Understanding “Cultures of Humanitarianism” in East Asia

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Tangshan earthquake ruins park, Tangshan City, Hebei Province, China. Shutterstock/Junrong.

Tangshan earthquake ruins park, Tangshan City, Hebei Province, China. Shutterstock/Junrong.

There is an ever-growing demand in the world for humanitarian action in response to the suffering caused by complex emergencies and natural disasters. Part of the power and appeal of humanitarianism is its universality, that is, the idea that humanitarianism is premised on cross-cultural moral truths and principles and a concern for the alleviation of suffering of humankind, regardless of differences. This idea of universality, however, is being called into question as expressions of humanitarianism and humanitarian actors become increasingly diverse. While Western states and organizations have long dominated the international humanitarian order (IHO), this is no longer the case today, with non-Western governments and societies becoming increasingly important and visible contributors to international humanitarian assistance. At the same time, these new IHO players are contributing to a broader range of perceptions of what constitutes legitimate humanitarianism; and while the concern for the suffering of others may be universal, it is clear that the response to suffering may differ across cultures.

What are the implications of this emerging diversity in humanitarianism? There is a concern among some traditional donors and agencies that these “new” actors have failed to internalize existing principles of the IHO and are poorly integrated into its institutions and structures. As Eleanor Davey has argued, there is “interest in their origins and attitudes; suspicion of their motives; and concern at a lack of professionalism and coordination.” Non-Western actors, for their part, argue that the existing IHO is not “truly universal,” but is actually part of a Western hegemonic discourse. Tensions between actors, stemming from perceived cultural dissonance in humanitarianism, might bring about a “clash of cultures” discourse that could weaken trust and cooperation across the sector, and contribute to fragmentation of the IHO. Fragmentation could undermine the most fundamental objective of humanitarianism: providing assistance to those in need in the most effective ways possible.

Given this new IHO environment, the need for enhanced cooperation and dialogue across cultures, and between Western and non-Western actors, is not simply desirable but essential. Organizations such as the United Nations Office for the Coordination of Humanitarian Affairs (OCHA), the International Committee of the Red Cross (ICRC), and the Organization of Islamic Cooperation have sought to initiate such dialogue. The establishment of the Humanitarian Forum in 2004 also signaled efforts to establish mechanisms for dialogue and cooperation among Muslim humanitarian organizations and their Western and multilateral counterparts. But while the need for cross-cultural dialogue is increasingly recognized across the humanitarian sector, there is less clarity about how this might be structured. One potential pitfall is that discussions of non-Western approaches to humanitarianism can easily default into debating the degree to which non-Western actors conform or deviate from the already established principles and practices of the IHO. Such an approach leaves little space for considering alternative conceptions of humanitarianism on their own terms. To do that, we argue, we must approach this dialogue by asking what constitutes legitimate humanitarianism in the eyes of different societies.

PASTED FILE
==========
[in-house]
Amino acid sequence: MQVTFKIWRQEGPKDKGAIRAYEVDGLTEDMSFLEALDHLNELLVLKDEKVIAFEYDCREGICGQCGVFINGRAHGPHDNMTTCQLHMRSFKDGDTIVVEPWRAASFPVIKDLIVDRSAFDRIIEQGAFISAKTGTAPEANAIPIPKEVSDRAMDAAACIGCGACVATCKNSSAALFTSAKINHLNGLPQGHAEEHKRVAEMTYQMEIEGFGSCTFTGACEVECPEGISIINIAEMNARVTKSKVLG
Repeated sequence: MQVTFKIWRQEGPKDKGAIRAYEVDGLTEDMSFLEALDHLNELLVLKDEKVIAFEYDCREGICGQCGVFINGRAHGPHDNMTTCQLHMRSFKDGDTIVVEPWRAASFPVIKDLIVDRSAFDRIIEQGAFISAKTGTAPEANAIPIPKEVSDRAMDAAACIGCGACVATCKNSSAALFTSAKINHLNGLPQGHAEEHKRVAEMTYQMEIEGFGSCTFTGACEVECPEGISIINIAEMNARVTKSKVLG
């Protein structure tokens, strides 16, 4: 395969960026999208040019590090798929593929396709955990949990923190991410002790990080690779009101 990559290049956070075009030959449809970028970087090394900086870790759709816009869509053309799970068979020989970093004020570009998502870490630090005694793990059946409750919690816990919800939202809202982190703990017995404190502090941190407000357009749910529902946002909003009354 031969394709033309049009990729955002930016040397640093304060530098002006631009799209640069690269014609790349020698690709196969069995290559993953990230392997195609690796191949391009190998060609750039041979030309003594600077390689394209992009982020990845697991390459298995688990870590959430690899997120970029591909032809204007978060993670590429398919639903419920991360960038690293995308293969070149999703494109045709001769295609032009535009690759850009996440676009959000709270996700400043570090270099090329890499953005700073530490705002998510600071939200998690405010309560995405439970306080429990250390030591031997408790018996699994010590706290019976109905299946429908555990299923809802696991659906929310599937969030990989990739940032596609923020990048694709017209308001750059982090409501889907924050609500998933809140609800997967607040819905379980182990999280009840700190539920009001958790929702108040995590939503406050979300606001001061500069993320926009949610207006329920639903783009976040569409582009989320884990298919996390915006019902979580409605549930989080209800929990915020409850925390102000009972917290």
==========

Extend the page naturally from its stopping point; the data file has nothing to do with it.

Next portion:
In this essay we propose a framework that provides a mechanism through which such a dialogue can be pursued. It is premised on four core questions: (1) Who is perceived as a legitimate humanitarian actor? (2) Why do they act? (3) Who do they help? and (4) How and when do they act? Such a framework can facilitate the development of a more inclusive conceptualization of the IHO, and provide a mechanism for identifying synergies and variations across different cultures without necessarily privileging established definitions of what constitutes legitimate humanitarianism. It also provides a platform for critical dialogue among philosophers, practitioners, and beneficiaries. In so doing it does not seek to dismiss existing principles or practices, but neither does it assume that they are uniformly viewed as the necessary criteria for legitimacy. This framework, we argue, provides a mechanism for a better understanding of diverse cultural interpretations of humanitarianism.

This essay first examines the existing IHO, and outlines the challenges that the diversity of humanitarian actions presents to that order. Second, it develops the aforementioned four-part framework for examining conceptions of legitimate humanitarian agency and actions. Third, it illustrates how this framework can elucidate important features of humanitarianism in East Asia, which suggest variations in conceptions of legitimate humanitarianism across cultures.

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Category: Essay, Issue 28.4

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